Atlanta Bread Company
|Headquarters||Smyrna, Georgia, USA|
Number of locations
|32 restaurants (2017)|
|Jerry Couvaras, President & CEO|
Basil Couvaras, VP COO
|Products||soups, salads, sandwiches, pizza, pastas, and bakery items.|
|Revenue||$122 million (2010)|
Number of employees
Atlanta Bread Company is a privately owned bakery cafe chain established in the United States in 1993. By 1995, the owners began franchising and expanding across the country.
Atlanta Bread was founded by Robert and Richard Auffenberg in 1993, in Sandy Springs, Georgia (part of the Atlanta metropolitan area), where it started as a single restaurant. In 1994, Jerry Couvaras moved to Atlanta and discovered the restaurant. That year, he joined the company as the manager of a restaurant location in Marietta, Georgia. Couvaras was born and raised in South Africa, and had previously worked as an investment banker. Couvaras was appointed as the Atlanta Bread Company's president and chief executive officer (CEO) in 1995, while his brother, Basil Couvaras, became the chief operating officer (COO) that year. By that time, the Couvaras brothers were selling franchises under the Atlanta Bread Company name.
In 1999, Atlanta Bread Company was among the fastest-growing franchises in the United States, with plans to rapidly double its number of restaurant locations. That year, the Couvaras brothers settled a lawsuit filed by the Auffenbergs the previous year which alleged that they unfairly gained control and ownership of the business. The settlement required that the Couvaras brothers pay the Auffenbergs millions of dollars in royalties over the next 15 years.
In March 2004, Jerry Couvaras was arrested in Johannesburg, South Africa and was charged with fraud after approximately 2,000 South Africans lost a total of $5.54 million as part of an alleged investment scheme that failed in 1993 after the liquidation of two investment companies. The charges were unrelated to the Atlanta Bread Company. Basil Couvaras was appointed to run the company while Jerry Couvaras – who remained as president and CEO — stayed in Johannesburg until the charges could be resolved. Basil Couvaras was later charged in the case as well.
In November 2004, Jerry and Basil Couvaras pleaded guilty to a banking violation and agreed to pay fines, while remaining fraud charges against them were dismissed. Jerry Couvaras said, "It was disappointing when it happened because we felt we had not done anything wrong. Unfortunately we had to plead to something. We felt the fine would be the quickest way to get back to doing our business." Company officials stated that the charges were related to a decade-old lawsuit that had previously been settled; Jerry Couvaras further stated, "I think people can really see through what's happened here. People can see what this was really about. I think it was really old animosity."
In 2004, Atlanta Bread Company had 5,000 employees and was one of the largest cafe and bakery chains in the United States, with 170 restaurant locations in 25 states. Sean Lupton-Smith was one of the company's most financially successful franchisees, with five locations that generated profits of nearly $2 million per year. In January 2007, Lupton-Smith sued the company for $12 million, alleging that the company wrongfully terminated his ownership of the restaurants. Revenue and store locations decreased significantly after 2004, partially because of poor locations and issues with franchisees that included legal problems; the company had sued franchisees or had been sued eight times between 2001 and 2011.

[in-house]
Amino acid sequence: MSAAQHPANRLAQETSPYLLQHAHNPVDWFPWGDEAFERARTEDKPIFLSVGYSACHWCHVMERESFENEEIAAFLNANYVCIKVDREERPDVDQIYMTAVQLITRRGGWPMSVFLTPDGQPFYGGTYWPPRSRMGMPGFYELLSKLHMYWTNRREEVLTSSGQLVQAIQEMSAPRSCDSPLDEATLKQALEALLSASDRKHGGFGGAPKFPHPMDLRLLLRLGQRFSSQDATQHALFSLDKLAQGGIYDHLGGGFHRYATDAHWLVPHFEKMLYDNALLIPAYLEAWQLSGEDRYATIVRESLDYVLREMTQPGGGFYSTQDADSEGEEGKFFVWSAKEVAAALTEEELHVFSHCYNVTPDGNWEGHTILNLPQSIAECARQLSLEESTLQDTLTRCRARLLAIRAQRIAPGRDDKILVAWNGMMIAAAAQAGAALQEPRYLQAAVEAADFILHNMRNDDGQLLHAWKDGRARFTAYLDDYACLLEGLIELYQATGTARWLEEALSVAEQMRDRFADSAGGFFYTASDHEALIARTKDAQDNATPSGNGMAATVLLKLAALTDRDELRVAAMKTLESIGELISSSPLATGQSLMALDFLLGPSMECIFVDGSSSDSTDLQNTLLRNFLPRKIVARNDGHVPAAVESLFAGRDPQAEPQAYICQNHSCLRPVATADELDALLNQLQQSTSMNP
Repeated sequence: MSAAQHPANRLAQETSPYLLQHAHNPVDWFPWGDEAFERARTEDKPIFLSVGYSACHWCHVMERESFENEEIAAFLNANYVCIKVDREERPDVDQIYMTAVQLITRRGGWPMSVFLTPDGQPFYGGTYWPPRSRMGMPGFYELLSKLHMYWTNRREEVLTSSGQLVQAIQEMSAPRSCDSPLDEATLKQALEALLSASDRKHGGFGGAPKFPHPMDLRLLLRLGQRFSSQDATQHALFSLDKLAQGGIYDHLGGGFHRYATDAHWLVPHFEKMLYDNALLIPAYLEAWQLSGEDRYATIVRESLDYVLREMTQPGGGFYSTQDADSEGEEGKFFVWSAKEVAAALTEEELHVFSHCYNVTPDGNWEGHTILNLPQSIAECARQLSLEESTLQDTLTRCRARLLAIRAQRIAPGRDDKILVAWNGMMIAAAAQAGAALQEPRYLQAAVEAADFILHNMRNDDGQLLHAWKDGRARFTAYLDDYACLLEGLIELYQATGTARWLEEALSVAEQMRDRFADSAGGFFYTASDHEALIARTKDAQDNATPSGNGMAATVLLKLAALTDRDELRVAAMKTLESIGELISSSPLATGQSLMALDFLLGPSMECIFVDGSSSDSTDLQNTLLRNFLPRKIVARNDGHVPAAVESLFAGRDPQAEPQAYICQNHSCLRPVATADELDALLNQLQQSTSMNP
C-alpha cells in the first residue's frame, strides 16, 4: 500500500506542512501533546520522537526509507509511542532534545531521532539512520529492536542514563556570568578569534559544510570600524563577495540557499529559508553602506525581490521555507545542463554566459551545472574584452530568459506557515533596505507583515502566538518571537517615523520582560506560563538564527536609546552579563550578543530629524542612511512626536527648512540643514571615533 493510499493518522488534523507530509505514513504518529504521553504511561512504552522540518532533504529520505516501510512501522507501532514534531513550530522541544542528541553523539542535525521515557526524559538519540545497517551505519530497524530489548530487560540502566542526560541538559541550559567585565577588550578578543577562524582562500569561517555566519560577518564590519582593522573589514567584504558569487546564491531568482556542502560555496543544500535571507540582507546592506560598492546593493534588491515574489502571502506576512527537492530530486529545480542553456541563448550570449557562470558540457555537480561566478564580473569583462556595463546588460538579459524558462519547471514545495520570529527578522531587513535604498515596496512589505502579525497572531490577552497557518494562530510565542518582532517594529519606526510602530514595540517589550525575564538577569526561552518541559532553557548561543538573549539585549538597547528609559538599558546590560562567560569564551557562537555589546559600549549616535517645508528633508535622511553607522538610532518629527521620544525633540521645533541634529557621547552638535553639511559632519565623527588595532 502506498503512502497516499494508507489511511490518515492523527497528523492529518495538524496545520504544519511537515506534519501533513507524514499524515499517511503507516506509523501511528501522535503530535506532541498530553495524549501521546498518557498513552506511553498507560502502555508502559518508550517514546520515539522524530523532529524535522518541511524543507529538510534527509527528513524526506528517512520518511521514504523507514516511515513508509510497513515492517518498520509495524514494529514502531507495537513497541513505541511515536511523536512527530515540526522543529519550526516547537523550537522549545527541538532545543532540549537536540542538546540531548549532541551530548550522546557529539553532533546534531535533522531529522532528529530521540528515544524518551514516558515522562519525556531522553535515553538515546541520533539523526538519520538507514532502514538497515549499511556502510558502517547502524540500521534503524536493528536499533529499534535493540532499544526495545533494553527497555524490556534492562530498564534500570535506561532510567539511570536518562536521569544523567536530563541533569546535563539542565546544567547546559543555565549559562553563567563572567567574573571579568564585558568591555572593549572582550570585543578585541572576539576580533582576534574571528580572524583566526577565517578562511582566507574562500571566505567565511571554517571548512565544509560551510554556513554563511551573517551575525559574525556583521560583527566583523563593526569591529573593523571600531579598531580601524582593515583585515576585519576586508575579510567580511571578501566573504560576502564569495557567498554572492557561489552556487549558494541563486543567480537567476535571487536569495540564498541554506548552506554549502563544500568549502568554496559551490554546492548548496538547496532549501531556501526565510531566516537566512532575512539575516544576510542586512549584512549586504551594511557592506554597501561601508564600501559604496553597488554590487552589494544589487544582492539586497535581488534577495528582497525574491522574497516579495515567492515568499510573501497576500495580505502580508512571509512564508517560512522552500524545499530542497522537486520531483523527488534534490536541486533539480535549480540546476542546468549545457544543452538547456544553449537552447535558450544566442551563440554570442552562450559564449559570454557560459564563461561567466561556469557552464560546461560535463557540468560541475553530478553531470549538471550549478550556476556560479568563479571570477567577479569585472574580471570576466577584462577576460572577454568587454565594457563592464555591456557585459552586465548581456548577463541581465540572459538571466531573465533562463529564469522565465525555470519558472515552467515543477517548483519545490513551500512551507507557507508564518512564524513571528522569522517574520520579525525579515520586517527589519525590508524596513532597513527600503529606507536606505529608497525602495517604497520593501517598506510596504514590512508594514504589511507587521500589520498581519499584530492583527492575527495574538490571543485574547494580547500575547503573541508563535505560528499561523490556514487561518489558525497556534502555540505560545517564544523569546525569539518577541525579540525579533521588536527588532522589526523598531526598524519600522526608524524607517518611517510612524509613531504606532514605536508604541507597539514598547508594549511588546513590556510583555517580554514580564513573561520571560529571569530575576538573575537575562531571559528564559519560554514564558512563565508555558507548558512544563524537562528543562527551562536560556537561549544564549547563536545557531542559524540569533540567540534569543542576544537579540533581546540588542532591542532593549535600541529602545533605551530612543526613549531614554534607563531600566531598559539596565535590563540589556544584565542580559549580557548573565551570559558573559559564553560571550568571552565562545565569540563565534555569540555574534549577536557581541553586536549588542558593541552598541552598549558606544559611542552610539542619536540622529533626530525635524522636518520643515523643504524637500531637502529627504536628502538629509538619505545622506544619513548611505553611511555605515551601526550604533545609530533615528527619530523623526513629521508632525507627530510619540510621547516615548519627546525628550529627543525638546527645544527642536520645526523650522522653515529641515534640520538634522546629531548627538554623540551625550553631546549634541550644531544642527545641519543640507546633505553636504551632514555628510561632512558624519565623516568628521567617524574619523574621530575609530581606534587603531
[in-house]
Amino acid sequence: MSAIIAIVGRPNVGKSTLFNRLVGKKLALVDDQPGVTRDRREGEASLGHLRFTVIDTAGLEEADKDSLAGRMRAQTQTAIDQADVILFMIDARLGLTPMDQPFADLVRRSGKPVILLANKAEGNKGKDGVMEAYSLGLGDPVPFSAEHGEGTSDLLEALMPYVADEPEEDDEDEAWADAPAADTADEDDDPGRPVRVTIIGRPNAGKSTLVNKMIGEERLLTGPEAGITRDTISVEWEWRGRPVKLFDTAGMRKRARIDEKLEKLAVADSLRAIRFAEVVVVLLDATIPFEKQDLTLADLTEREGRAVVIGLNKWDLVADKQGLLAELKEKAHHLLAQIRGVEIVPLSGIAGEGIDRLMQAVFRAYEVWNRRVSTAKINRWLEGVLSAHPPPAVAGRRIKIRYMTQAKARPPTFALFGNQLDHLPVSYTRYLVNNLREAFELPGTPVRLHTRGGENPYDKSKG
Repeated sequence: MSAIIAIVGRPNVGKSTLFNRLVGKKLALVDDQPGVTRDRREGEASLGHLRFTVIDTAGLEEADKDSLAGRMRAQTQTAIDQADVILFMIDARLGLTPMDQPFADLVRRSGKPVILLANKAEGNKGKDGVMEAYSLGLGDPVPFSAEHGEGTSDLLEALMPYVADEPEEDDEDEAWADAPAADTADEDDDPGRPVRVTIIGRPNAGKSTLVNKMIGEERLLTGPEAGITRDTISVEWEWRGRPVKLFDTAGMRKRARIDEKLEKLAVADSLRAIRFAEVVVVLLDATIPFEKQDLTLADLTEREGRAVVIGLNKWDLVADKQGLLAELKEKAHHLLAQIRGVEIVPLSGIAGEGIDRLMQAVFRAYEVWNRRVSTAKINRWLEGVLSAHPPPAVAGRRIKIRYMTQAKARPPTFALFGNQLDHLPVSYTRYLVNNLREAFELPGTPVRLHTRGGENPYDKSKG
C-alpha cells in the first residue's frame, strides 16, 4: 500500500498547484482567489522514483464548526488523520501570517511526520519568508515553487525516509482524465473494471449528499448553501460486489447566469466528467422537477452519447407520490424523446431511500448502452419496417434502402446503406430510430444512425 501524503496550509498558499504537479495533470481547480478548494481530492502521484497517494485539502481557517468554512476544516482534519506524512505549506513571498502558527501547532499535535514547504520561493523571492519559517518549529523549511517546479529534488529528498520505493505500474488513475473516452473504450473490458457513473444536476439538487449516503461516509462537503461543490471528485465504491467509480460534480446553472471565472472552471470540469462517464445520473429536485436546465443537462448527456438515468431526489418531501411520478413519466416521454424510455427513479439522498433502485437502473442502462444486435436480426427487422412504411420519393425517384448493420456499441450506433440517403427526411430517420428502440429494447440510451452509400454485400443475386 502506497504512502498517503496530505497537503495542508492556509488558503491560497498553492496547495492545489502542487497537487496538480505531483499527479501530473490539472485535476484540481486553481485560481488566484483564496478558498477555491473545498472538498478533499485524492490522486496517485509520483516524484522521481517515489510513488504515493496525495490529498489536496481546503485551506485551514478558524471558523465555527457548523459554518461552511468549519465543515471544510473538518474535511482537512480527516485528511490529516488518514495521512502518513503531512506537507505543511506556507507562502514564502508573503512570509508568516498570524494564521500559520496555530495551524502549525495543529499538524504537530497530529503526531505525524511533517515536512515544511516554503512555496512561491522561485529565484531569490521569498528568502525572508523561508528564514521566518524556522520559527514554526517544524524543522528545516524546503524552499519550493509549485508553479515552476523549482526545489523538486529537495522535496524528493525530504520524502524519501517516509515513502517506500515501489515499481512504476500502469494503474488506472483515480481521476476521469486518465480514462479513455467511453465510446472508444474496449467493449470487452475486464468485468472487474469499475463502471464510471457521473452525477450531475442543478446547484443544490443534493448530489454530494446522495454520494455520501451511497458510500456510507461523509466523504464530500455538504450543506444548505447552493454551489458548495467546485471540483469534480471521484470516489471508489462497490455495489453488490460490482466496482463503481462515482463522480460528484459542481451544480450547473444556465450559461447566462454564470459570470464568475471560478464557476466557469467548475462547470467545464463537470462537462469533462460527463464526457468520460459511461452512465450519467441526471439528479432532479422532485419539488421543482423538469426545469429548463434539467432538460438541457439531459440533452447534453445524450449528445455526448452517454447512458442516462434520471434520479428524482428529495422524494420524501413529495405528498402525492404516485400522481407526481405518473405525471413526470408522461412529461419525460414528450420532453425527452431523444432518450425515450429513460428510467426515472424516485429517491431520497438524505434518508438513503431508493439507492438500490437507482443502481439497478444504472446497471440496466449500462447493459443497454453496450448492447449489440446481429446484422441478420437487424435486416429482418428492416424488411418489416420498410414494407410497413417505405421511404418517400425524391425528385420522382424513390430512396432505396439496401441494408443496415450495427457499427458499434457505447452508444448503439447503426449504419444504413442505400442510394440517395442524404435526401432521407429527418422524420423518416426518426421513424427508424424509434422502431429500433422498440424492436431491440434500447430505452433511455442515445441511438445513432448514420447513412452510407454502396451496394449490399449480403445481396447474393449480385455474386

In 2010, the company had a revenue of $122 million. In 2011, the company had 74 locations in 20 states, including 13 company-owned stores; 44 stores had been closed since 2008, when the Great Recession began. Jerry Couvaras stated that the store closings were primarily part of a business strategy in order to gain revenue to remodel existing stores that were left open. Between 2001 and 2011, 66 loans from the Small Business Administration (SBA) were made to Atlanta Bread Company franchisees. Half of the loans failed, totaling $32.8 million, with a loss of $5 million for the United States federal government. As of 2011, Atlanta Bread Company ranked at number 11 on the SBA website's list of the 25 worst-performing large franchises.
As of July 2017, there are only 32 restaurant locations in eight states.
- Grantham, Russell (October 25, 2011). "Atlanta Bread Company franchisees among worst-performing SBA borrowers". The Atlanta Journal-Constitution. Retrieved July 5, 2017.
- Alexandra, Zavis (April 24, 2004). "CEO of Atlanta Bread Co. accused in South African fraud scheme". The Augusta Chronicle. Associated Press. Retrieved July 5, 2017.
- "Atlanta Bread Company CEO, brother resolve South African fraud charges". Associated Press. November 23, 2004. Retrieved July 5, 2017.
- "Atlanta Bread Co. CEO Arrested for Alleged Fraud in South Africa". Entrepreneur. May 7, 2004. Archived from the original on May 18, 2015.
- Tobin Ramos, Rachel (January 15, 2007). "Atlanta Bread Company franchisee sues for $12M". Atlanta Business Chronicle. Retrieved July 5, 2017.
- "Locations". Atlanta Bread Company. Retrieved July 6, 2017.